How You Can Help Survivors

The loss of a loved one to suicide is devastating.  As a concerned family member, friend, colleague, or community member, you may be wondering if you should reach out and if so, what you should do.  The following information from the American Association of Suicidology may be helpful.

Helping Survivors of Suicide: What Can You Do?

The loss of a loved one by suicide is often shocking, painful and unexpected. The grief that ensues can be intense, complex and long term. Grief and bereavement are individual and unique processes. The following are common emotions associated with the grieving process: shock, denial, pain, numbness, anger, shame, despair, disbelief, depression, stress, sadness, guilt, rejection, loneliness, abandonment, and anxiety.  The single most important and helpful thing you can do as a friend is to listen. Actively listen, without judgment, criticism, or prejudice to what the survivor is telling you.
Because of the stigma surrounding suicide, survivors are often hesitant to openly share their story and express their feelings. In order to help, you must overcome any preconceptions you have about suicide and the suicide victim. This is best accomplished by educating yourself about suicide. While you may feel uncomfortable discussing suicide and its aftermath, survivors are in great pain and are in need of your compassion. Ask the survivor if and how you can help. H/she may not be ready to share and may want to grieve privately before accepting help.  Let him/her talk at his/her own pace and when ready.  Be patient. Repetition is a part of healing, so you may hear the same story multiple times. Use the loved one’s name instead of ‘he’ or ‘she’. This humanizes the decedent; the use of the name of the person who died will be comforting.

You may not know what to say and that is okay. Your presence and unconditional listening is what a survivor needs.  You cannot lead someone through his or her grief. The journey is personal and unique. Do not tell survivors how they should act, what they should feel, or that they should feel better “by now”. Avoid statements like “I know how you feel;” unless you are a survivor, you can only empathize with their feelings.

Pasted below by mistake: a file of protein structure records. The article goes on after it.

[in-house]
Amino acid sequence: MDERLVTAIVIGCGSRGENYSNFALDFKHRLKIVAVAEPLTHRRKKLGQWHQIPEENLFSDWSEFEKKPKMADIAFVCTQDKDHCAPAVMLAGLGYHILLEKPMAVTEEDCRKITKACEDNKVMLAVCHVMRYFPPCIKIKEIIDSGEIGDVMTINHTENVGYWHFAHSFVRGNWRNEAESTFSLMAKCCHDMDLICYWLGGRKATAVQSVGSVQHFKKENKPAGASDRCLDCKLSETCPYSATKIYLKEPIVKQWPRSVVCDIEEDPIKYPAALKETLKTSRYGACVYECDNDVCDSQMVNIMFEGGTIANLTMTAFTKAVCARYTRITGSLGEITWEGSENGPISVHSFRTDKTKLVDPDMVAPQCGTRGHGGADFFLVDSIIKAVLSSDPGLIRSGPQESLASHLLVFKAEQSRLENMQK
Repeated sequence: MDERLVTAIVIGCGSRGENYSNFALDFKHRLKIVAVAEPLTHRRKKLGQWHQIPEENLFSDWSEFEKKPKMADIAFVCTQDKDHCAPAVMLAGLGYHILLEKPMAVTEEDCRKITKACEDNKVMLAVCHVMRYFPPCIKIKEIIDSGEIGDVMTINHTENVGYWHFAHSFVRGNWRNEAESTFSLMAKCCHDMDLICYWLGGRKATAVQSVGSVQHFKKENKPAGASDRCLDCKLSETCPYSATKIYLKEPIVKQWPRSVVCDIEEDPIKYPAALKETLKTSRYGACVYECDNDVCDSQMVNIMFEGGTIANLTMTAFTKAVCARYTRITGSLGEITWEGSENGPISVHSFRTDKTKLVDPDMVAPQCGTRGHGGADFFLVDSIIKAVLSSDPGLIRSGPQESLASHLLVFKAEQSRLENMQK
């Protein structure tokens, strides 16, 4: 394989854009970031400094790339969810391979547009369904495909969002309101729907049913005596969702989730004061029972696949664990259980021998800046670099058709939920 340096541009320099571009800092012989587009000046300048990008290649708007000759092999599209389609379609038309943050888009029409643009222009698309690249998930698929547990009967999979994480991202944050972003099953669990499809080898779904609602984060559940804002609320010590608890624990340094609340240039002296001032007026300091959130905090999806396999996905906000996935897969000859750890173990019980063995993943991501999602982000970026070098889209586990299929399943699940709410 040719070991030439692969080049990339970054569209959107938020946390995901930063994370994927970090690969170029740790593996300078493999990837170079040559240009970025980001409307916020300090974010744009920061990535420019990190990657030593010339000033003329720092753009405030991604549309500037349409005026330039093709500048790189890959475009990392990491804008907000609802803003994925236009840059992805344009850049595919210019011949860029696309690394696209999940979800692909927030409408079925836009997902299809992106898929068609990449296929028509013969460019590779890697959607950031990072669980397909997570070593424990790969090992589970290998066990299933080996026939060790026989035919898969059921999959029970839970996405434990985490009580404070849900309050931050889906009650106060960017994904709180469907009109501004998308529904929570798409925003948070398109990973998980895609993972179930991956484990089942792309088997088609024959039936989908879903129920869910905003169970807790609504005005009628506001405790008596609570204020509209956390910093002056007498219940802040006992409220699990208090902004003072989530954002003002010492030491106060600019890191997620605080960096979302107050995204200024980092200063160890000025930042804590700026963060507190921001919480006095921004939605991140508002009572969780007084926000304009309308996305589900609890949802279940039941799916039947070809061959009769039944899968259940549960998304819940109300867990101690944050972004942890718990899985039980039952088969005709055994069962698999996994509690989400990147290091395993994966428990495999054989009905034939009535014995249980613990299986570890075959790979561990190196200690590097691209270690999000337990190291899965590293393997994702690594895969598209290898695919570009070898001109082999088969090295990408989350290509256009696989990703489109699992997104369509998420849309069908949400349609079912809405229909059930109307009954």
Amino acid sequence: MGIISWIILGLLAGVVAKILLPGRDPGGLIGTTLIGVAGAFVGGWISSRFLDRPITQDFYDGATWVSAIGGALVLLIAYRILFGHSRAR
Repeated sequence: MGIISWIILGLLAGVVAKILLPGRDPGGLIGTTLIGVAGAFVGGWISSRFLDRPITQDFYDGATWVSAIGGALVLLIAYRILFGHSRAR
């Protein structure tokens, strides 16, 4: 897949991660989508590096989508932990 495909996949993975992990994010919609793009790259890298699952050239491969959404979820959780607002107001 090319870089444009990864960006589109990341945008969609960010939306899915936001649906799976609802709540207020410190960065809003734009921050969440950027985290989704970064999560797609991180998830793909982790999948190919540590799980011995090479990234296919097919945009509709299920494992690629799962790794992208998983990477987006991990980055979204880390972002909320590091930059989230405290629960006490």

If you know a child, teen, or adult who has experienced the death of someone close to them and you would like to help, the following resources can guide you:
This is the website for the American Foundation for Suicide Prevention.  Click on Surviving Suicide Loss, then Coping with Suicide Loss, then helping Friends and Family.
The Dougy Center for Grieving Children & Families provides information for helping teens and children who are coping with the death of a loved one.  Their book Helping Teens Cope with Death is an excellent resource and can be purchased from
The Children’s Room Center for Grieving Children and Teenagers provides bereavement support for children, teens, young adults and families.  It is located in Arlington, MA. This program is related to the Dougy Center,


Hurting yourself is NEVER the answer. There is help available…talk to someone now

For immediate help call

Riverside Emergency Services

Newton Wellesley Hospital

Samariteen Hotline
1-800-252-TEEN (8336)

Samaritan Helpline
1-877-870-HOPE (4673)

National Suicide Prevention Lifeline
1-800-273-TALK (8255)